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India vs Australia (test)

CONCLUDED

AUS vs IND Cricket Scorecard (test)

2nd Test test, Melbourne Cricket Ground (MCG), Melbourne, 4th Day, 2nd Session

Australia

1st INN

195/10

(72.3) RR 2.69

2nd INN

200 /10

(103.1) 1.94

Australia Tim Paine (C) (W)
India beat Australia by 8 wickets
India Ajinkya Rahane (C)

India

1st INN

326/10

(115.1) RR 2.83

2nd INN

70 /2

(15.5) RR 4.42

India vs Australia: India Reap Rewards of Acing Selection Challenge Ahead of Melbourne Test

Three days into the second Test, it's safe to say that India have aced one of the toughest selection challenges and perhaps even identified a combination that can work for them in the long run.

India vs Australia: India Reap Rewards of Acing Selection Challenge Ahead of Melbourne Test

Selecting the playing XI is one of the toughest jobs for a team management, especially when the side is struggling for balance and has options that are neither definite starters nor tellingly out of place. The Indian team faced one such selection challenge ahead of the second Test against Australia at the MCG. They had just been dismissed for 36, their lowest ever Test score, in Adelaide. Their regular captain had to return to India for personal reasons. Their prime pacer Mohammed Shami was injured. Another prime pacer Ishant Sharma was not even in the squad due to injury.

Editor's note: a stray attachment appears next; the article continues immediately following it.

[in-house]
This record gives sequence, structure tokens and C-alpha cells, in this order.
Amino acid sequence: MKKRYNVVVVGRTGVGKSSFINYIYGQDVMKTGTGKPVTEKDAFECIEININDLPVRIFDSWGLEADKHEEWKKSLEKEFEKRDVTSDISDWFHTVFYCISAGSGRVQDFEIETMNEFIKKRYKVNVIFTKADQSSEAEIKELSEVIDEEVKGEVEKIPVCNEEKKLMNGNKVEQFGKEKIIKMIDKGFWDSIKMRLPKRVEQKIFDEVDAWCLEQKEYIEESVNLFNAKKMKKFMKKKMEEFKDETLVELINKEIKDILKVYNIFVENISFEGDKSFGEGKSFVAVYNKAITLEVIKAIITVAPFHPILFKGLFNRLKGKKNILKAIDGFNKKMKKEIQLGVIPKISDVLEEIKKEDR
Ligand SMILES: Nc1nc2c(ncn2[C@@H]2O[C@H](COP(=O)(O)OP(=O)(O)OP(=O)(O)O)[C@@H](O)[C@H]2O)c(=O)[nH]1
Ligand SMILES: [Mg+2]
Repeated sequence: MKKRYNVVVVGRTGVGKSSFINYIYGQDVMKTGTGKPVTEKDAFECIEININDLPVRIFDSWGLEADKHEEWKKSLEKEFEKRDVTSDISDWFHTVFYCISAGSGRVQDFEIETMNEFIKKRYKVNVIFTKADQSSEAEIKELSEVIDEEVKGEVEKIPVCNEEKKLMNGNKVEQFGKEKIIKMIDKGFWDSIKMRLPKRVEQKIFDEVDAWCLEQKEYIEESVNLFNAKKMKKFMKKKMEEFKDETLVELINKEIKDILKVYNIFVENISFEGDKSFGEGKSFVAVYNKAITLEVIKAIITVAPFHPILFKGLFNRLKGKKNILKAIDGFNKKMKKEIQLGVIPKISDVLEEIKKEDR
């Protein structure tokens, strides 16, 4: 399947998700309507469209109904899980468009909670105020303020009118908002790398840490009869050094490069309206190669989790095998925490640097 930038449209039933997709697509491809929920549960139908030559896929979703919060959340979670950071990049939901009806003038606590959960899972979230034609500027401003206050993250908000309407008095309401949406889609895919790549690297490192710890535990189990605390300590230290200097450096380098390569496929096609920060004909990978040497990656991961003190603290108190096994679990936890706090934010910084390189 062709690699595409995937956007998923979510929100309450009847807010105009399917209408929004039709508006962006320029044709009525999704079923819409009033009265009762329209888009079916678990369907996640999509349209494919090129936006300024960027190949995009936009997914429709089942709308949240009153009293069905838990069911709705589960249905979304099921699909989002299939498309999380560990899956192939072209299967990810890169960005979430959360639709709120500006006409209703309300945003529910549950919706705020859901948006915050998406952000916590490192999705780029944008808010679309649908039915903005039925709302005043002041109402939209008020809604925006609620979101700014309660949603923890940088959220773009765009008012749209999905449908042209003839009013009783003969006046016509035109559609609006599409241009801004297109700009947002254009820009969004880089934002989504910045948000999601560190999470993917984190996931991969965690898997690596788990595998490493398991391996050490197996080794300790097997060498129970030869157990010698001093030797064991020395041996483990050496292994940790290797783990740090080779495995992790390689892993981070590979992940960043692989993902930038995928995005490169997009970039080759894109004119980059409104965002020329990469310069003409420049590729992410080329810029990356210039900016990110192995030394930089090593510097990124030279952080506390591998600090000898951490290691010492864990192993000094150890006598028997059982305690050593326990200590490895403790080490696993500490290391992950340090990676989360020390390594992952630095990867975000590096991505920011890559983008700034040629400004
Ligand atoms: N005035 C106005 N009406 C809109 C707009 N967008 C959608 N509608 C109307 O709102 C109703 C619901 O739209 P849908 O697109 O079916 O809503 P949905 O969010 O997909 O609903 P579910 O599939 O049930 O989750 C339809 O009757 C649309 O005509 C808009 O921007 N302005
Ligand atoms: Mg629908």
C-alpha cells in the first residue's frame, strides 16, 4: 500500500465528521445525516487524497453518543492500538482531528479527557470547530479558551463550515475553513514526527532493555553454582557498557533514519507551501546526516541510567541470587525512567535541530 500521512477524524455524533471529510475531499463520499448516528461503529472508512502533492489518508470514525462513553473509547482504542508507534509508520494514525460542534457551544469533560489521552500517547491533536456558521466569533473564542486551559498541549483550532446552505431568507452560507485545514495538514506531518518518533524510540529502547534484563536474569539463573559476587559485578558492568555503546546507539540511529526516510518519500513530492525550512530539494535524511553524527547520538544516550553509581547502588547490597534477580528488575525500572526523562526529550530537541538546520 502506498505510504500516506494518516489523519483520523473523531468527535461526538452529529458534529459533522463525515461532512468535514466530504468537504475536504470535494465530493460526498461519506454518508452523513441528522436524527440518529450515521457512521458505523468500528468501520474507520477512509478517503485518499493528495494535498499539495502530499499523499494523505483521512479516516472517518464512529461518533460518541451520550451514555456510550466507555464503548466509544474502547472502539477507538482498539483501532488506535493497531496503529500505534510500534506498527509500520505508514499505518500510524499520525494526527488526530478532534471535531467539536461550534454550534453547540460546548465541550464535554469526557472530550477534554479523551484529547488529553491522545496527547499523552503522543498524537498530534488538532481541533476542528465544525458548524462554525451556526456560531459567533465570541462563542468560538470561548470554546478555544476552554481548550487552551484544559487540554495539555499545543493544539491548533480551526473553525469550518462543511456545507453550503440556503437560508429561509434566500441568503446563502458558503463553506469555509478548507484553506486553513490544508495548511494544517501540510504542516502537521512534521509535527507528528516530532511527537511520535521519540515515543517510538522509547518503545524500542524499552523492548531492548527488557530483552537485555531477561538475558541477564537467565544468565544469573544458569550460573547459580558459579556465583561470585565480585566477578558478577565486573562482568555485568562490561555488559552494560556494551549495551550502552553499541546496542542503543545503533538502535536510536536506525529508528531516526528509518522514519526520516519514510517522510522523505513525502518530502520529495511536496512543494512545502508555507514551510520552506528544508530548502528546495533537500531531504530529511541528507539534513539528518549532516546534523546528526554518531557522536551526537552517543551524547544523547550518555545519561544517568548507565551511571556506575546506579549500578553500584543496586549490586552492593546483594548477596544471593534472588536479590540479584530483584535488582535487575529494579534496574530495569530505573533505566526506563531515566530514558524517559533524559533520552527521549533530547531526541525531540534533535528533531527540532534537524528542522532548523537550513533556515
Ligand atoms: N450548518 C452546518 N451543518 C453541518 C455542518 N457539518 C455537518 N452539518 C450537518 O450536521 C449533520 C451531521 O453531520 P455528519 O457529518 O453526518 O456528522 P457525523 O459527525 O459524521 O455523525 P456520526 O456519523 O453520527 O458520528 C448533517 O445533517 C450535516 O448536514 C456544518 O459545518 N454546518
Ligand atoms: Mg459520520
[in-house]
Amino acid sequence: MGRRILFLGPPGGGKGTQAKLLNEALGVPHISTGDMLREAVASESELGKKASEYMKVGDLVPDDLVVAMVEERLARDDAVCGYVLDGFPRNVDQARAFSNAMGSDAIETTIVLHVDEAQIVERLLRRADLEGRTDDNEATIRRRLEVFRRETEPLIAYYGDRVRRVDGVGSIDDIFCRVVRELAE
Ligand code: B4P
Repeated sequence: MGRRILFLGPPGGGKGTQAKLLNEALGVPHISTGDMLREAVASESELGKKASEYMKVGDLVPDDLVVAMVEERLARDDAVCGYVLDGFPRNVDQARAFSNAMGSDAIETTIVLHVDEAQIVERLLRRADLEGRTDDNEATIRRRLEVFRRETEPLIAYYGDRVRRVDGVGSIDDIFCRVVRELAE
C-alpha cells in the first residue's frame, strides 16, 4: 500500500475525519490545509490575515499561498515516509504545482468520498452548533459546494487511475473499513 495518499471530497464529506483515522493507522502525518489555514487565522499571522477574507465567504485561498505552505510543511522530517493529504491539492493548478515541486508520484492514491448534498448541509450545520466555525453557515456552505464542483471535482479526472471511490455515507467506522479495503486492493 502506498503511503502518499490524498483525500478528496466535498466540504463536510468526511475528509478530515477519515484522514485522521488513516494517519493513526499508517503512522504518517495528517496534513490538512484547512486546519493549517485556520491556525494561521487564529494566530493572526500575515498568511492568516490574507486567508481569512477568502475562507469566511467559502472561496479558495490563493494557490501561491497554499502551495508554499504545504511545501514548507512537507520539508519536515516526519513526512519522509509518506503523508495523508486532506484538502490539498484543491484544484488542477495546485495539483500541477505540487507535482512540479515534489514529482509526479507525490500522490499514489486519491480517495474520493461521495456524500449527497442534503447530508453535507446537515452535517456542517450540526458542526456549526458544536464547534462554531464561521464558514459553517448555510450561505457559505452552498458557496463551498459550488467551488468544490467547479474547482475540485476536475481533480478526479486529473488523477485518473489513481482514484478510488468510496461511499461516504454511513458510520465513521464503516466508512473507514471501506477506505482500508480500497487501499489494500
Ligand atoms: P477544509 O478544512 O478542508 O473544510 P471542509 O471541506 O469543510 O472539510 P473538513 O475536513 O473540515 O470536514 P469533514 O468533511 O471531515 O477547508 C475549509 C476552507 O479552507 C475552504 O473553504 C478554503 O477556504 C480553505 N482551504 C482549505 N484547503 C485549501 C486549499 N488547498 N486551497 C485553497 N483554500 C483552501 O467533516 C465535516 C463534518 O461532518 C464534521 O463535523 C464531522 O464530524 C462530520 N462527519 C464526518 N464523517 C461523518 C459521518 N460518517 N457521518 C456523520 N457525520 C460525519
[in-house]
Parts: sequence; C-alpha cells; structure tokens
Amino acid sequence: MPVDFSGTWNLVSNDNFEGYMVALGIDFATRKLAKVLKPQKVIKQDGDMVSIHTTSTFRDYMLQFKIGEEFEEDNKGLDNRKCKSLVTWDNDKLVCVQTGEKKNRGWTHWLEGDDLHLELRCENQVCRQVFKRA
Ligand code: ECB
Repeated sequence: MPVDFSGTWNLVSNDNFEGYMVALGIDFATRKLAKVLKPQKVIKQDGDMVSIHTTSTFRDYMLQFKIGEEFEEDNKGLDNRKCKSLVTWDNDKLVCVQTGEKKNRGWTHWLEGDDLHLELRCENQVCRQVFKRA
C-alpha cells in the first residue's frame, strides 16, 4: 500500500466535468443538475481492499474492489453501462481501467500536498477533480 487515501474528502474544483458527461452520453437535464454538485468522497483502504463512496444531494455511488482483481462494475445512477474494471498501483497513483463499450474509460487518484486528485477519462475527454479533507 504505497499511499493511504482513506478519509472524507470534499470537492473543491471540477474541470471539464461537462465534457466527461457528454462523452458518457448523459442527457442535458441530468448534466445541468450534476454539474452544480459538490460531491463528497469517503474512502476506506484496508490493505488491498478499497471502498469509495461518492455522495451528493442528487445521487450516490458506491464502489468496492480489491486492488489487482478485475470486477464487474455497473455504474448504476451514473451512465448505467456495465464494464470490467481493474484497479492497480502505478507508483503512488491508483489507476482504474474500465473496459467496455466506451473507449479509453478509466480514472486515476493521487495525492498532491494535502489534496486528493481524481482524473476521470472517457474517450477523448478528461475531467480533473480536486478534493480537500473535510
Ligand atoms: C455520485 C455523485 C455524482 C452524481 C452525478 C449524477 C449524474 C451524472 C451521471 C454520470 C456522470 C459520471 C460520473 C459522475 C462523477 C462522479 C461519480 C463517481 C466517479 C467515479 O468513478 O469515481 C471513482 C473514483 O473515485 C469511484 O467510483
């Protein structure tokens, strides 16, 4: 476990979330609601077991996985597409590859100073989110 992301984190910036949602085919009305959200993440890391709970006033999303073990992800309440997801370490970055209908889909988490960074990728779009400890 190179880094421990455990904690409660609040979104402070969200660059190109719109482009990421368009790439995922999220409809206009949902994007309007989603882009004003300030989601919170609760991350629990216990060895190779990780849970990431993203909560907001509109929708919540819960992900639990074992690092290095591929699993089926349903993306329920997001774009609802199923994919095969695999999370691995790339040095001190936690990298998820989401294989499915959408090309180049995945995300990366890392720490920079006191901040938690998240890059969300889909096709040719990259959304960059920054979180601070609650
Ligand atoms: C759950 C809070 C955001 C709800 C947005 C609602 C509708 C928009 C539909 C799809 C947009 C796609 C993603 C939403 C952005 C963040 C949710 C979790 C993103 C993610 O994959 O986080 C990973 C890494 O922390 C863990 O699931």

Three days into the second Test, it's safe to say that India have aced one of the toughest selection challenges. And in the process, perhaps even identified a combination that can work for them in the long run.

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A recap into the selection changes first. India left an out of form and confidence Prithvi Shaw for Shubman Gill. Wriddhiman Saha gave way for Rishabh Pant. A fit-again Ravindra Jadeja came in for Kohli and Mohammed Siraj replaced the injured Shami.

None of these were straightforward calls because one could have always argued the other way, given the options in the squad.

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Shaw had obvious technical flaws which were exposed in the first game, and public opinion was heavily swaying towards uncapped Gill.

Perhaps on another day, Shaw might have got that extra game to prove himself. It was in the same country that MS Dhoni had backed a young and out-of-form Virat Kohli early in the decade despite two poor Tests. What Kohli has done since that third Test is there for everyone to see. So backing Shaw, who was picked for the first Test purely for his brilliant run in Tests until then, wouldn't have been as out of place as social media perhaps believes.

Dropping him after just one game might have even been seen as an admission of error in Adelaide.

Yet, India went with Gill who although untested at Tests, was a special player in the first-class circuit. Gill responded with an attractive 45 off 65, giving a glimpse of his elegant strokeplay in the process. Unlike Shaw, Gill had more luck. He was dropped twice, once on 4. A number of deliveries that Indian batsmen nicked in Adelaide went past the bat in Melbourne. But overall, Selection call No. 1 - check.